We identified multiple systematic reviews and meta-analyses plus prospective cohort studies adding to the now strong literature on the signs and symptoms of COVID-19. The additional literature we identified largely confirmed the summary and list of symptoms provided in the earlier report (fever, cough, shortness of breath, fatigue and muscle weakness and aches, headache and digestive symptoms such as diarrhea Footnote 5 Footnote 9 Footnote 10 Footnote 19 Footnote 67 Footnote 68 Footnote 69 Footnote 70 Footnote 71 Footnote 72), although notable new information has been added. This includes new signs and symptoms now recognized as among those often shown by people with COVID-19, including anosmia (lost sense of smell; 39-88%) Footnote 69 Footnote 70 Footnote 73 Footnote 74 and dysgesia (altered sense of taste; 81%) Footnote 74. There were also important additions to the previous list of signs and symptoms, including loss of appetite (34%) Footnote 5, myocardial injury (16%) Footnote 75, dizziness (6%) Footnote 19 and confusion/agitation (5%) Footnote 70. On top of this, there has been additional literature concerning symptoms experienced by children with COVID-19, including fever (53%), cough (39%) and sore throat (14%) Footnote 76. The evidence concerning the symptoms experienced by pregnant women with COVID-19 remains relatively limited compared to the general population but new information now available includes estimates of the proportion of pregnant women with viral pneumonia (71-89%) Footnote 60, fever (44-63%) Footnote 60 Footnote 65 Footnote 77, cough (36-71%) Footnote 60 Footnote 65 Footnote 77, dyspnea (13-34%) Footnote 65 Footnote 77 and myalgia or fatigue (11%) Footnote 60.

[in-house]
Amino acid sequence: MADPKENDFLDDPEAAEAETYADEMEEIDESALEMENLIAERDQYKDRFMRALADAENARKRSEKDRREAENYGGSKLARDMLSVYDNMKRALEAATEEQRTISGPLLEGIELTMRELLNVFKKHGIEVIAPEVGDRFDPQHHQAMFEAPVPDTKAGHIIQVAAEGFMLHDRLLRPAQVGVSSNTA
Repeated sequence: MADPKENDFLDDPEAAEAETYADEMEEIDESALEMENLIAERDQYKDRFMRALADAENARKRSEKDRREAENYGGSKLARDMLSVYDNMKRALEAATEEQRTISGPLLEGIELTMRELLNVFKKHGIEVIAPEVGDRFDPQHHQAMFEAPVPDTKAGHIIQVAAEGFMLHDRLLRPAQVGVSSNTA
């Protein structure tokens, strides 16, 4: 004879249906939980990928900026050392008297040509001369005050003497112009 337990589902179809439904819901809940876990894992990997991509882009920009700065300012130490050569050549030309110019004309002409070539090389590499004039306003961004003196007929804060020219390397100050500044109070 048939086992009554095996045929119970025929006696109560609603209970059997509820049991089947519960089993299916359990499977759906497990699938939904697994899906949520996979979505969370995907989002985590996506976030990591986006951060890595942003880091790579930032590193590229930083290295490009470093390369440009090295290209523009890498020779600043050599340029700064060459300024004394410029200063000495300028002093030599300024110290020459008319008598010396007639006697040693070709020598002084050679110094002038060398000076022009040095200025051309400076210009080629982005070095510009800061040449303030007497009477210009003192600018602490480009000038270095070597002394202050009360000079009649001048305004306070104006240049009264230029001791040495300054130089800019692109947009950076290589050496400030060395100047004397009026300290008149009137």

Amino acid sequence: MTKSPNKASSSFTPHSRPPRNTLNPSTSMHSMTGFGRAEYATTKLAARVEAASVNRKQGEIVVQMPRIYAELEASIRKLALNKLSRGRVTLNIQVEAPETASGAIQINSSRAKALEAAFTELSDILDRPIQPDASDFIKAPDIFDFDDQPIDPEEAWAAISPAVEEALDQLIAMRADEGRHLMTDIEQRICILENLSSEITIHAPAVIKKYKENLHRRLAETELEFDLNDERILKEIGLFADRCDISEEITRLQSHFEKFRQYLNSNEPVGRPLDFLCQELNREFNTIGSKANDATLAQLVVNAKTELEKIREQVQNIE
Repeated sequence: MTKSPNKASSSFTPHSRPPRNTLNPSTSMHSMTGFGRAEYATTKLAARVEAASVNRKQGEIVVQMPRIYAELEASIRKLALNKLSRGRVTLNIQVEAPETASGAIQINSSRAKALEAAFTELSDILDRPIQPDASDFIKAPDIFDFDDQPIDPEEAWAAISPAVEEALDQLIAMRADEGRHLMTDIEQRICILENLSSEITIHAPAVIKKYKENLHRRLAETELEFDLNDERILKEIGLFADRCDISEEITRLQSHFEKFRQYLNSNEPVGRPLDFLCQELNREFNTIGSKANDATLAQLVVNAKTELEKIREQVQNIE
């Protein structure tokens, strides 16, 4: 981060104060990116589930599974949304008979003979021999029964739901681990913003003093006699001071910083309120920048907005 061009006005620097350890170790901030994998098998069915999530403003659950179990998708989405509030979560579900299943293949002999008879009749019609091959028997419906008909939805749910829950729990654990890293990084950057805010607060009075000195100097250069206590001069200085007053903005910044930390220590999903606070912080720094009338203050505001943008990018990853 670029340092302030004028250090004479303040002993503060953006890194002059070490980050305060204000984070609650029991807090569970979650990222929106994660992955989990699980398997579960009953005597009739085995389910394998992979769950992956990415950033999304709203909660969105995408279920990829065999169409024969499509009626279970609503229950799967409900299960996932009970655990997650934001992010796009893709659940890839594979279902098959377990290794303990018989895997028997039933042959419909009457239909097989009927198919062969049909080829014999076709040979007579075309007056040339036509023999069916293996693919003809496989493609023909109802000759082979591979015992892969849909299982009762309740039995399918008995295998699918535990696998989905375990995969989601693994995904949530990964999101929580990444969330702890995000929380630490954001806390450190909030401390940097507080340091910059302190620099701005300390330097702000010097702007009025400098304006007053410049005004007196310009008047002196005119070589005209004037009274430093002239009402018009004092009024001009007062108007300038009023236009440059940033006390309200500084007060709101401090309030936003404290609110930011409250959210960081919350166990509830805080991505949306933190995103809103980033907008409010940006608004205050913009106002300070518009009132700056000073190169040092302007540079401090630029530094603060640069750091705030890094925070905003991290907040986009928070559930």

A good evidence-supported document concerning signs and symptoms of COVID-19 can be found at the following link: COVID-19 signs, symptoms and severity of disease: A clinician guide.

c. What evidence exists to support patient scheduling, waiting and other non-treatment management measures for in-person oral health care?